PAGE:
Building a Stronger State through Collaborationon February 4th, 2014 at 12:31 pm
Despite having the third lowest population in the nation, the state of Alaska has an unusually dense social sector. According to the Foraker Group, Alaska has nearly 7,000 registered non-profits statewide, almost one for every 100 residents.
Following the lead of Alaska’s largest industries, the Rasmuson Foundation and Foraker Group started encouraging a model of shared services. For example, not all non-profits have the staffing capacity to handle their own bookkeeping or human resources, and the Foraker Group offers these services at a reduced cost. An emerging technology firm, DesignPT, delivers specialized IT services solely to the social sector.
Taking a bold step in this model of shared services, when The Alaska Community Foundation (ACF) had outgrown its space in downtown Anchorage, and moved into a much larger office in the city’s midtown neighborhood, ACF offered a portion of their new space to seven other foundations and social sector consultants. The Alaska Community Foundation, Pick.Click.Give., Anchorage Park Foundation, Alaska Children’s Trust, Pride Foundation, Alaska Kidney Foundation, Denali Daniels & Associates, and Rider Consulting all joined ACF to create what is now known as The Philanthropy Hub at The Alaska Community Foundation.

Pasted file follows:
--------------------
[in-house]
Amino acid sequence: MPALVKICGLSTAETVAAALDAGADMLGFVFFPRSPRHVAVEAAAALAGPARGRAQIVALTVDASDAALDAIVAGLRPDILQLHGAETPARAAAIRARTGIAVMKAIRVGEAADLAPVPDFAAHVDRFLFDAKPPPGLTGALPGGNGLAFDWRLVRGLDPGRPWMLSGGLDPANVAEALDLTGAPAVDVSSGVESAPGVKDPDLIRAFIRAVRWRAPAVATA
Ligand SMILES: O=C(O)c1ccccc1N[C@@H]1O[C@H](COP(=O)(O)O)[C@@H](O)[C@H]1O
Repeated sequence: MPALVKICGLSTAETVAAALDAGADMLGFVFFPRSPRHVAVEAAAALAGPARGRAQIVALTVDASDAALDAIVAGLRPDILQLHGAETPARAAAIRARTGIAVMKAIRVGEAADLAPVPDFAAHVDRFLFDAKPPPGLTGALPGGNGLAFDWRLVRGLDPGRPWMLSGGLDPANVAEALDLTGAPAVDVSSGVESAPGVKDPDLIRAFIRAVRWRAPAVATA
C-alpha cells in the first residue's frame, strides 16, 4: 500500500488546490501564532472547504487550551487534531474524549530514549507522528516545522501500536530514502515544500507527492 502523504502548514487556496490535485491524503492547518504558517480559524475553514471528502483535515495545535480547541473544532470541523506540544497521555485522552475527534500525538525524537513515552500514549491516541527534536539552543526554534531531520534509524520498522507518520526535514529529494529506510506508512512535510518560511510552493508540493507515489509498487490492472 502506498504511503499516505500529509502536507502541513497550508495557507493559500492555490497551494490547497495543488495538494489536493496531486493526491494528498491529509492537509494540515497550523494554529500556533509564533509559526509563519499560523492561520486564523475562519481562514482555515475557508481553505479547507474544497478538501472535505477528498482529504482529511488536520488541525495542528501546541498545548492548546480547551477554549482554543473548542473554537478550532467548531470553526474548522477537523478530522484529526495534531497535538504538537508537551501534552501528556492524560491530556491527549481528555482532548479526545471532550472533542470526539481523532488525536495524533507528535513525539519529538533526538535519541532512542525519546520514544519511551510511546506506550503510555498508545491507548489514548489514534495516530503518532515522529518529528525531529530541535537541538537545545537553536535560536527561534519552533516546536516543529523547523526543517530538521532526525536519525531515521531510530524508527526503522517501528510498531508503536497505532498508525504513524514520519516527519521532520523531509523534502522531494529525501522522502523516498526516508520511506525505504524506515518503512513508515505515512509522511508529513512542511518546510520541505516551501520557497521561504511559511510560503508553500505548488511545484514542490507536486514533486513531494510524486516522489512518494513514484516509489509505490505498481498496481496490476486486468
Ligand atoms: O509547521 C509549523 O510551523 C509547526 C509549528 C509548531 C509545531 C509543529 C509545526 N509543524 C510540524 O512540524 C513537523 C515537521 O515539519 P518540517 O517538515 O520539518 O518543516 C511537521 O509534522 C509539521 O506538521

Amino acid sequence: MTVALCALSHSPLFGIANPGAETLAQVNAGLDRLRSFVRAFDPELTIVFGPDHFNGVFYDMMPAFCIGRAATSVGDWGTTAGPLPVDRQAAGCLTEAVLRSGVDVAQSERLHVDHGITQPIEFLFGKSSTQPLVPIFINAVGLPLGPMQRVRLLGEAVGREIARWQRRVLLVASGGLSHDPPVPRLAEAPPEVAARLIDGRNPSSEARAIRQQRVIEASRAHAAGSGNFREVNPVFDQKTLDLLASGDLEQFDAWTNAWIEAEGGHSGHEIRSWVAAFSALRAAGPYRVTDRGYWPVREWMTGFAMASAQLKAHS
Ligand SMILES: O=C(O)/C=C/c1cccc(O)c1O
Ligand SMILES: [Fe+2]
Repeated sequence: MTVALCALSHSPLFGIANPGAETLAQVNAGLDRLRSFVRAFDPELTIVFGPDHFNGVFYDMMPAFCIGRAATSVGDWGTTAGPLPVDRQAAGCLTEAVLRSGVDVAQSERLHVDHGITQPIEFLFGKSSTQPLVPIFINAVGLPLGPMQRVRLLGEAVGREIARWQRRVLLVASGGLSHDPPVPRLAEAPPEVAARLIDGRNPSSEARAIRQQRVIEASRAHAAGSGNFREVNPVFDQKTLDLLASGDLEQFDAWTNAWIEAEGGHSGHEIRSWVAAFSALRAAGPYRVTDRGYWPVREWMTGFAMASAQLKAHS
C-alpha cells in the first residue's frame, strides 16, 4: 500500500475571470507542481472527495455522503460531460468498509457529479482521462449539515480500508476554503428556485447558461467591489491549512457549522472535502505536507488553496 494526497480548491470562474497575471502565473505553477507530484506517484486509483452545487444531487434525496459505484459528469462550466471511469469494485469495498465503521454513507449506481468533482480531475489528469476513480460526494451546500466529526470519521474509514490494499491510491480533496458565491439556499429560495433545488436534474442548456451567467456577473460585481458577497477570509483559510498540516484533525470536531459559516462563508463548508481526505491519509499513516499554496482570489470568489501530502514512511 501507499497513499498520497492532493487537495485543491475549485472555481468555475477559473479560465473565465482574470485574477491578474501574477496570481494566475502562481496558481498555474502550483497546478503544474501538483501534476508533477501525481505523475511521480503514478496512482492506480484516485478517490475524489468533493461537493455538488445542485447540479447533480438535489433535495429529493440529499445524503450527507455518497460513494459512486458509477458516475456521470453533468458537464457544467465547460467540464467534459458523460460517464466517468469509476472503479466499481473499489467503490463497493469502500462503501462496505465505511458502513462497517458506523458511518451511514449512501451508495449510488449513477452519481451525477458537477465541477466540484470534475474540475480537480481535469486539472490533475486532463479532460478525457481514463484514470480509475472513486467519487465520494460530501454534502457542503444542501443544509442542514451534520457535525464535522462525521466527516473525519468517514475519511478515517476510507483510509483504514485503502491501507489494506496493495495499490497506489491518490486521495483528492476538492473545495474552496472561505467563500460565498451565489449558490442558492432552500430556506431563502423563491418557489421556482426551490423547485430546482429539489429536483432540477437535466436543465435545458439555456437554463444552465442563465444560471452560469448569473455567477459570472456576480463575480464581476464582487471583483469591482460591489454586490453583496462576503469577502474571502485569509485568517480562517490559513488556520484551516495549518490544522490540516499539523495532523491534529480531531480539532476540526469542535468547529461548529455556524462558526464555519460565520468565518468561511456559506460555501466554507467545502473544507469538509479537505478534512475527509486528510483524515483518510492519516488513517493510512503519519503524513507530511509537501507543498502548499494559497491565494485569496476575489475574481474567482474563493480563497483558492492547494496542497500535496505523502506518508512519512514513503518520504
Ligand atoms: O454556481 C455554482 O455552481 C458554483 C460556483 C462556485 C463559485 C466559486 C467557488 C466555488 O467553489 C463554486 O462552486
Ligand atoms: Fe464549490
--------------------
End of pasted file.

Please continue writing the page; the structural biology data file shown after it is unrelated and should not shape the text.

The Philanthropy Hub is a new model, and only in its first year. The Alaska Community Foundation along with community advocates Robin Smith and Eric McCallum took the lead on bringing in philanthropic organizations like Pride Foundation and securing furnishings from ConocoPhillips into the Hub. “You can leverage many things within a community besides money,” said McCallum and Smith in ACF’s recent annual report.
On its surface, The Philanthropy Hub is able to share resources, including administrative support, an information technology platform, state-of-the-art conference rooms, and office supplies. At a deeper level, sharing interpersonal resources elevates the philanthropic synergy among the various foundations and consultants and amplifies the profiles and work of each partner, including Pride Foundation.
“I love working in The Philanthropy Hub,” said Heather Beaty, Pick.Click.Give. program manager. “Since Pick.Click.Give. is a vehicle Alaskans use to make donations from their Permanent Fund Dividends to their favorite charitable causes, it is wonderful to be co-located with some of the nonprofits on our list.”
With the exception of Pride Foundation’s Seattle office, this is the first time regional staff has co-located with other philanthropic organizations in such an intentional way. And while innovation hubs and incubators are common in other sectors, it is still a new concept for the social sector and in Alaska. Yet, in the short time since its creation, The Philanthropy Hub has already inspired new connections and partnerships.
Now that we have settled in, we look forward to expanding our collaborations with the other Hub partners and building on all of the unforeseen opportunities that will likely emerge. For Pride Foundation, being a part of The Philanthropy Hub is a strategic way to raise the profiles of the visionary leaders and groups that are transforming their communities across Alaska.
Josh Hemsath is Pride Foundation’s Regional Development Organizer in Alaska.